“I did what you said. I kept making outlines, discarding wonderful stuff because it wasn’t necessary. You said, ‘Keep the center clear.’ And you said, ‘If you get into a panic, spell things out 1, 2, 3.’ . . . You smile, but all that helped.”
Still, at the end of the novel Lucy’s motivation for staying on at Appleton is not practical but emotional, or at least visceral: “If I stay,” she tells her colleague, “it will be for love.”
So what about this interesting novel was alienating, when its central issues (distance, vocation, integrity, pedagogy) are also central to my own life? The main thing is simply that its focus on such intense, personal relationships between teachers and students, and its emphasis on teaching as “teaching a person,” may seem natural in a small college when you have “twenty or more individuals” in a class, but at a simply pragmatic level, it’s impossible (and self-destructive) to teach much larger groups on that model–or so I have come to believe. For instance, I know my own teaching load is not nearly as heavy as it gets, but I just received my teaching assignment for next fall and it is one class capped at 75 students, another capped at 40, and another capped at 20. Next winter I’ll have a class of 75 and a class of 40. There will be some overlap of students among these classes, but as they are all at different levels, there won’t be a lot. And there will be some students I’ve taught before–but again, not a lot. So of the students in those 250 spots, probably 200 will begin their courses as strangers to me. At many Canadian universities (and indeed in other departments at Dalhousie) a professor might easily have 250 students in just a single course (we have been looking at moving to classes of 150-200 for some of our offerings but have, sort of ironically, been held up by the total unavailability of big enough rooms). I’d love to “teach a person,” and I try to make opportunities to turn names and faces on my roster into individuals I know something about, but in practical terms, there’s only so much I can do. And there’s a lot I need to do just to manage these numbers: I can’t be endlessly tweaking policies to accommodate, as they do at Appleton, the math genius who isn’t completing other work.
I also work in a much more bureaucratic environment than Sarton depicts. If I find a student has plagiarized, there’s a process I have to follow, and the student union (which votes, in The Small Room, on Jane’s fate) has nothing to do with it. There are policies for almost everything, in fact, including appropriate lines for relationships between students and professors, and my syllabus gets longer and longer as the administration issues more and more edicts. Last year we had to include specific statements about attendance and missed work in response to the university’s rapidly developed H1N1 strategy. The Small Room suggests a world in which decisions about students’ futures are debated and decided among small groups of people all of whom know the student’s history, record, and campus relationships intimately. That world may exist somewhere, but it’s not mine.
I’m not entirely convinced, either, that I’m sorry it isn’t. As The Small Room eloquently dramatizes, the price is high for teachers who take on their students’ whole lives rather than just their academic work. There are great risks of arbitrary or uneven judgments, too, when personal feelings are permitted so much play along with subjective notions about who does and who doesn’t deserve special treatment. There are problems, as well, with the idea of teaching as something “sacred”: the novel holds to what now seems an old-fashioned view of literature as a kind of secular prophecy (hence, for instance, the Chartres cathedral comparison Lucy makes), and the Keats seminar culminates in insights about Fanny Brawne’s life and personality, the professor’s scholarship giving her the wisdom to speak “from a cloud,” a “creative power,” a “mystery.” This is no longer what we imagine is the professor’s role, or the role of scholarship.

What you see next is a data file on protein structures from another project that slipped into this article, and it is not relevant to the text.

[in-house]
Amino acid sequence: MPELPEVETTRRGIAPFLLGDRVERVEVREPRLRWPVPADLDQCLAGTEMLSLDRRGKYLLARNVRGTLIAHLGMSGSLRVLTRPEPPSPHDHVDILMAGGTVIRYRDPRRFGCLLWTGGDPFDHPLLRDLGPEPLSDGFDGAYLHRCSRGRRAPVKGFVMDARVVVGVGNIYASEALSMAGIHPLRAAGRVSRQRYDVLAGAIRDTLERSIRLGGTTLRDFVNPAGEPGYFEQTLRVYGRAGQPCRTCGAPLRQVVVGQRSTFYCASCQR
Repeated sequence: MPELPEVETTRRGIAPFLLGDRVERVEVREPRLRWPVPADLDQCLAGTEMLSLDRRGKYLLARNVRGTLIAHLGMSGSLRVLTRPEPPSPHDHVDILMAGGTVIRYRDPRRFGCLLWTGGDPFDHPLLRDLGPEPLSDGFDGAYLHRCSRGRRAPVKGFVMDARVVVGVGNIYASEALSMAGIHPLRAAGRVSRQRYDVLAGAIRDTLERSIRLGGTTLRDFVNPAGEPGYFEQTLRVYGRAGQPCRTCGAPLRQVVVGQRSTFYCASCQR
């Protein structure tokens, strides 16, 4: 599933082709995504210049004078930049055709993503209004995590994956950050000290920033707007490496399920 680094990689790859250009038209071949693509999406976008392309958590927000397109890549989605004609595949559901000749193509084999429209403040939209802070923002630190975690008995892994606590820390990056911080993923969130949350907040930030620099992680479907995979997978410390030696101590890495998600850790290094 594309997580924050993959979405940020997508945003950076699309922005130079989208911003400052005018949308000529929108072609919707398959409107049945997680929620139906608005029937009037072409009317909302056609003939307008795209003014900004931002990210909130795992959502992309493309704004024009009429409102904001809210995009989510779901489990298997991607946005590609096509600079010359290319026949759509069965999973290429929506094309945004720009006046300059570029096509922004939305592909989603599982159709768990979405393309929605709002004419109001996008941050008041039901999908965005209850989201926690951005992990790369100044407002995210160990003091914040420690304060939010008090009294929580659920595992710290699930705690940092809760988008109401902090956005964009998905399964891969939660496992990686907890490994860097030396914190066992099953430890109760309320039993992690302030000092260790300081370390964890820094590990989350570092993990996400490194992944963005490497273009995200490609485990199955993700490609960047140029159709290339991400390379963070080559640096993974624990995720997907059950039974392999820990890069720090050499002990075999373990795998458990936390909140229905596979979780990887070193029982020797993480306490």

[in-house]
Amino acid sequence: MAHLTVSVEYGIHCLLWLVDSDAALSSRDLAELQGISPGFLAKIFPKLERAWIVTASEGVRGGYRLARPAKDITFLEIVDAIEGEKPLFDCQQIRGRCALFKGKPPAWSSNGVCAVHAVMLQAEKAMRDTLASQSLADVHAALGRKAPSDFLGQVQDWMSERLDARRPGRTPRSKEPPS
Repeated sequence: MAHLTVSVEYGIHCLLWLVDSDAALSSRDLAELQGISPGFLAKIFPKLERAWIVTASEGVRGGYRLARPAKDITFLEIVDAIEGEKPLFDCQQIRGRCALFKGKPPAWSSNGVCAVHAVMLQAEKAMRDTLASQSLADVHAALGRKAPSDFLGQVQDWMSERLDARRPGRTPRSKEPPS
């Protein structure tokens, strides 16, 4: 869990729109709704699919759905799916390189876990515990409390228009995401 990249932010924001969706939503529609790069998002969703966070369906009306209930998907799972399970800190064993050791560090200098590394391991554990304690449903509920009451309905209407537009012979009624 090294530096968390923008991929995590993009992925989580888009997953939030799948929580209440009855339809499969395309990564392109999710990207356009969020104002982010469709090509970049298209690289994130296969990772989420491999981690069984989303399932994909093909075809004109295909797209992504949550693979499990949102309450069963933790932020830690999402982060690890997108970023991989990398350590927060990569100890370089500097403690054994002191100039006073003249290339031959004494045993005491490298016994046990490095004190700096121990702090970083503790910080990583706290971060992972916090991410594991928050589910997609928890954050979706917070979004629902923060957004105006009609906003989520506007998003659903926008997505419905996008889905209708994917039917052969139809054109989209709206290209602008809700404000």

And yet, having said that, having acknowledged that the world of Sarton’s college is not the world of the modern multi-purpose, highly professionalized, bureaucratic university, I also have to admit that I felt some yearning for her world. Many (maybe most)? of the professors teaching literature in these big impersonal schools started down that career path because, like Sarton’s teachers, they felt a fire burning in their head–because they were in love. For many of us, learning to live and work in the university as it is now constituted (in North America, at least) has been a disillusioning and dispiriting process–though even so, for many of us, it’s teaching that still brings us closest to that inspirational flame. I may not be able to know or teach all 250 students a year as individuals, but over time I do get to know a lot of them, and it’s tremendously exciting to be part of their development. For every time you want to (or, ahem, actuall do) yell at them, as Lucy does, to stop holding themselves back, there are times when their enthusiasm and curiosity rise up to meet you and you feel the thrill and the responsibility of being their guide and companion in something that matters. So much about the discourse of education today seems to disregard the value of that connection to the whole person–it’s all about outcomes and measures and productivity and, of course, jobs after graduation. Is that really what we want? We as teachers? or as parents? as students? If Lucy’s view seems dangerously personal, the current obsession with students as consumers seems dangerously limited and limiting. If we can’t ever hope to teach students as people, or to be people ourselves when we teach, who will ever, in the end, actually learn anything worth knowing?
One final note: I happened to be working through Death in a Tenured Position this week in one of my classes and I notice that it is dedicated to May Sarton. Carolyn Heilbrun (who wrote the novel under her pseudonym Amanda Cross) also wrote a couple of essays on Sarton that are included in her collection Hamlet’s Mother and Other Women. I think there are a lot of connections between Heilbrun’s book and Sarton’s–but I’ve run myself out of time and gone on long enough for this post, so I hope to write something on those connections, and maybe onHeilbrun’s work more generally, next chance I get.